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Gregson's anger at rogue recordings

Friday 19 November, 2021

Renowned composer Edward Gregson has hit out at the production of illegal recordings at live brass band events after rogue videos of one of his latest works gained thousands of views online.

The esteemed composer spoke out after mobile phone-quality recordings of The World Rejoicing from the recent Netherlands Brass Band Championships surfaced on YouTube, including a video showcasing the performance from the winning band, Soli Brass. The video was eventually taken down after days of email exchanges between Gregson and the internet giant, but not before it had been viewed more than 5,300 times.

Speaking to British Bandsman about the situation, Edward Gregson said: “It really is getting out of hand and YouTube seems unwilling to do anything about it. It seems, rather like the big tech companies’ inability to deal with sexual and racial abuse on their platforms, that they would rather shrug their shoulders and say it’s not their fault. One only hopes that international action will eventually hold them to account.”

Edward continued: “In my case, the whole point of not allowing any performances to be posted free on the internet, was that each country would have their premieres without the work having been heard by many people. That is now not the case.”

The unofficial recording came to prominence in spite of streaming of the Netherlands Brass Band Championship, which was undertaken by

Martin Gernon, managing director of, commented: “It is more than frustrating when we have paid good money to obtain recording licences for these criminals, and they are criminals, to think it is OK to make recordings and distribute wherever they wish. It needs to stop.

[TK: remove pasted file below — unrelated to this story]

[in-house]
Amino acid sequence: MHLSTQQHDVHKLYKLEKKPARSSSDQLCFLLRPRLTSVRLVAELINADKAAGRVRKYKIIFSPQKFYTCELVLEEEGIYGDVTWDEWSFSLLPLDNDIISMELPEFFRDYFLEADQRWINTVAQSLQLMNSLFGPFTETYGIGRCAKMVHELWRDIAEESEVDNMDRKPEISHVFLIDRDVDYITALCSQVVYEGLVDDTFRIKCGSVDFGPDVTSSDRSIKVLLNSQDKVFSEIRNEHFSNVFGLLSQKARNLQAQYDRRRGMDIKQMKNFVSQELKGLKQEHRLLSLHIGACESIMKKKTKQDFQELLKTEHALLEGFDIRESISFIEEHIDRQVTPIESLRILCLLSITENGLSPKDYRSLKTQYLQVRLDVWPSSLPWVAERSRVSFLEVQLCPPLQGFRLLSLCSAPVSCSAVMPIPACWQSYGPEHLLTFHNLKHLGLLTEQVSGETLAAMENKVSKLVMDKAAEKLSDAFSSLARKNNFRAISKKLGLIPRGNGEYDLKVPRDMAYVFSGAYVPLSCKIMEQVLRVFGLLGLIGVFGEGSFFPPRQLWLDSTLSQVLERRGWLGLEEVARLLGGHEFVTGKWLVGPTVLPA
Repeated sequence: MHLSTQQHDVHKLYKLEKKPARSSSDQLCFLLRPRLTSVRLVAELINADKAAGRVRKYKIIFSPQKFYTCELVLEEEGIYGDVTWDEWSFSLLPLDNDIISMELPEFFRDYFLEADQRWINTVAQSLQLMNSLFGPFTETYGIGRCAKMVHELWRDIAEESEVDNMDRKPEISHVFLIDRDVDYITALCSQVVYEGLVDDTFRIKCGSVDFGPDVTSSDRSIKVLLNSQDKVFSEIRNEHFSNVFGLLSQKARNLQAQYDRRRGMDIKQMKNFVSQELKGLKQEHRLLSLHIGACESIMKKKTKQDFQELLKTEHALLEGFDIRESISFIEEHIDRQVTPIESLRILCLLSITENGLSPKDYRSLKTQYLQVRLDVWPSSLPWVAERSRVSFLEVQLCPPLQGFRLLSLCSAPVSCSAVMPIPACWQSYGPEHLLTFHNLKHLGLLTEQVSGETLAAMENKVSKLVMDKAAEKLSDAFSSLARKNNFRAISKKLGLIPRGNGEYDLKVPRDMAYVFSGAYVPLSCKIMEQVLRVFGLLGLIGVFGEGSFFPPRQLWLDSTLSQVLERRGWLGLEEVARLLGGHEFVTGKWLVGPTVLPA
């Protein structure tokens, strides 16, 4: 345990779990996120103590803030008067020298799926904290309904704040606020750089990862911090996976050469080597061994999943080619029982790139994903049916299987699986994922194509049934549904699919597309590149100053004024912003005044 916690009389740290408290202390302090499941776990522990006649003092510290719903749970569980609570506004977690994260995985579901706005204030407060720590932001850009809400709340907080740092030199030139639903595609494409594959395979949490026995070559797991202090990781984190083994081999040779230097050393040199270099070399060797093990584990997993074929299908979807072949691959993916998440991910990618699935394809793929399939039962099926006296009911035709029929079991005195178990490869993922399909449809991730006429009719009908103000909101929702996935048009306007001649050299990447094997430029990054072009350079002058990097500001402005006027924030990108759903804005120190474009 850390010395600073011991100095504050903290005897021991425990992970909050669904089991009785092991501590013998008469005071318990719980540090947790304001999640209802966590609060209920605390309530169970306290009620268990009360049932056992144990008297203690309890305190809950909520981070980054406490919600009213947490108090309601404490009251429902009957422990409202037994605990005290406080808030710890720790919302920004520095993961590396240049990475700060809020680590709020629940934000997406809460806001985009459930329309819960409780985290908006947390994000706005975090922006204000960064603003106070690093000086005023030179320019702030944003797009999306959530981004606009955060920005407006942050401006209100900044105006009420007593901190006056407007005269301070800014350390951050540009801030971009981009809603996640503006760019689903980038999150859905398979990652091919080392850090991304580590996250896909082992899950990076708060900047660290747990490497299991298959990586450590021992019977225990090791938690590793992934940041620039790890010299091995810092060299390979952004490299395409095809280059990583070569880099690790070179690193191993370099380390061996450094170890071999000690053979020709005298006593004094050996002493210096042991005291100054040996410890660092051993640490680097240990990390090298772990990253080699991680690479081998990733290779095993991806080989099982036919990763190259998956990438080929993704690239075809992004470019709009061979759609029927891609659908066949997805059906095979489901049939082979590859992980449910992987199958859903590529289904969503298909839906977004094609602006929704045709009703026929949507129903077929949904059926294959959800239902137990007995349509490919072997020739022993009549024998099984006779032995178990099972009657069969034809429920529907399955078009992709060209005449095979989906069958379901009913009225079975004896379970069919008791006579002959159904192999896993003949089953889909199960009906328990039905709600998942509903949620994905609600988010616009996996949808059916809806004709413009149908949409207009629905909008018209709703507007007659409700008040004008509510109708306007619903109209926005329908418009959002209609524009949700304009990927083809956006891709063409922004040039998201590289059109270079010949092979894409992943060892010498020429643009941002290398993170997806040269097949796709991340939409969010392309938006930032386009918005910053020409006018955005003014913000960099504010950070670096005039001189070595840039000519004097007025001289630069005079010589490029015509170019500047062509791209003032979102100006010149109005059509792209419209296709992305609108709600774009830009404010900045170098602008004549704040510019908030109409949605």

“It is piracy and the onus is on event organisers, in the first instance, to enforce this via rigorous stewarding.”

Martin continued: “If we look at our own UK contests, Youtube is riddled with rogue and illegal recordings of band performances. We informed a contest in 2018 that there was an illegal recording of Cory’s winning performance of A Brussels Requiem by Bert Appermont – it is still on Youtube today and has had more than 165,000 views. There are many more recordings of a similar nature.

"If organisers, once they are made aware of this, do nothing to protect the rights of composers, bands and arrangers, then we have lost the battle. If we see future such activity, we will sue; it is theft and piracy and has to stop.”

The prevalence of cameras in mobile phones means that unofficial recordings from brass band contests often surface online following major events, with cursory searches yielding shaky videos from many of the major contests on the international circuit.

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Issue 6117 digital November 18, 2021